Microsoft's $25 Windows 8 iOS developer offer sells out

If you are a iOS software developer, you might have heard something about a way to get a copy of both Windows 8 Pro and Parallels Desktop 8 for just $25. That special price was announced on Tuesday (the money itself went to charity) but now it's too late to get in on this deal.

The offer page on swish.com shows that they have sold out of their pre-orders for this deal and to no surprise the page was hammered yesterday and was off-line or hard to reach for several hours. Windows 8 Pro starts its pricing at $120 and Parallels Desktop 8 has a price of $70, so the people who were lucky enough to take advantage of this price were able to score a great deal.

However, Microsoft wants to keep encouraging iOS developers to make apps for Windows 8 and ZDNet.com reports that a Microsoft spokesperson said since this offer this week was so popular it will launch similar Mac developer deals "in the near future."

As we reported on Tuesday, Microsoft has also released an update to its Modern.IE software developer service that contains "new enhancements and virtualized copies of IE10 on Windows 7 and IE8 on Windows XP for testing purposes."

Source: ZDNet.com | Image via Microsoft

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A copy of Parallels and a coaster for 25 buxx?! Yea, that was a deal. Hmm, probably no physical media. A copy of Parallels for 25 buxx?!? DEAL!

runningnak3d said
A copy of Parallels and a coaster for 25 buxx?! Yea, that was a deal. Hmm, probably no physical media. A copy of Parallels for 25 buxx?!? DEAL!
It won't be long (imo) before physical media is gone. I'm going to say maybe, 2-3 years.

It was physical media AFAIK, you had to pay shipping on top of the $25, so it was $35 or something in total to the US or $41 worldwide.

The tough question is did it reach its intended audience? A lot of people who aren't iOS devs took part since it ended up on so many tech blogs.

The tricky job for Microsoft is to win back the hearts and minds of developers. That is looking like an increasingly uphill battle with each passing day.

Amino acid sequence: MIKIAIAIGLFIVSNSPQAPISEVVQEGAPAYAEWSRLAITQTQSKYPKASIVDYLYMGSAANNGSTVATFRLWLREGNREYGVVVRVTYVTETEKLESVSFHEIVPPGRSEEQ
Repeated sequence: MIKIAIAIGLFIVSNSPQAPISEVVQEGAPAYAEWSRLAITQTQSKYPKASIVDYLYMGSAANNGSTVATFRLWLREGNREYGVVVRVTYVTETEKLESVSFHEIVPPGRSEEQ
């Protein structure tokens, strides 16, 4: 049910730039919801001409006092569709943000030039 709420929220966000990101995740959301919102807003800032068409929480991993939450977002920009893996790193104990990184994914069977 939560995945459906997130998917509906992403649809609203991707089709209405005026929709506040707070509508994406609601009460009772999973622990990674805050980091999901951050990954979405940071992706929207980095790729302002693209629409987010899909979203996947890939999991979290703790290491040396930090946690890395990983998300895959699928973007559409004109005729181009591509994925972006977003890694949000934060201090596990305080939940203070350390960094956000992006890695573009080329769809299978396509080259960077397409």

LogicalApex said,
The tough question is did it reach its intended audience? A lot of people who aren't iOS devs took part since it ended up on so many tech blogs.

The tricky job for Microsoft is to win back the hearts and minds of developers. That is looking like an increasingly uphill battle with each passing day.

I'm pretty sure it was for developers only and required a developer IID for you to get it.

IMO the fact that you can develop for Windows 8 in Javascript makes it more appealing to a lot of people than Android or iOS. The downside is that there are so few Windows RT devices, that making something specifically for windows 8 seems like a bit of a lost cause still.

So, no, this didn't help them, and I don't think anything will until Windows Blue and the prospect of 7'' tablets comes to light.

threetonesun said,
IMO the fact that you can develop for Windows 8 in Javascript makes it more appealing to a lot of people than Android or iOS. The downside is that there are so few Windows RT devices, that making something specifically for windows 8 seems like a bit of a lost cause still.

So, no, this didn't help them, and I don't think anything will until Windows Blue and the prospect of 7'' tablets comes to light.


Few RT devices but the apps do work on normal Win8 too and maybe with Blue, also on WP8 without doing anything (except keeping in mind the resolutions) . And by deploying in app in the store you will be able to reach a giant audience. Android/Iphone are a few 100 mill. There's over a billion Windows PC's waiting to be upgraded. (not all ofc, but allot will or they'll upgrade by buying a new system).
And since embedded just been released, you will see Windows 8 catching on in the production world too. (even today many use CE or XP embedded)

threetonesun said
The downside is that there are so few Windows RT devices, that making something specifically for windows 8 seems like a bit of a lost cause still.
Well, you see. I believe that the more apps that are on a platform, the more people will use it because they will see that "hey, this device can do that too, nice".

I think that the more apps on a platform can = more users

The opposing side thinks that there needs to be more users first before developers should start coding for the platform. I disagree with that 100% because I think that if a device has apps that people can make use of, then they'll be more inclined to buy it - because they can vision themselves using it. But that's just me.

My point was more that there are so few Windows RT devices but still so many Windows PCs that if you were creating something new, right now, and targeting Windows, you still might as well release it as a desktop application.

Until there's a stronger push for using Windows as a tablet-only operating system, I don't see development picking up. Don't get me wrong, I think it will get there eventually, but not until there's a real option at the Nexus 7 / iPad Mini level.

GP007 said,

I'm pretty sure it was for developers only and required a developer IID for you to get it.


No you didn't, all you needed to do was activate a disabled button, and I'm pretty sure a quick google will tell the average joe how to do that.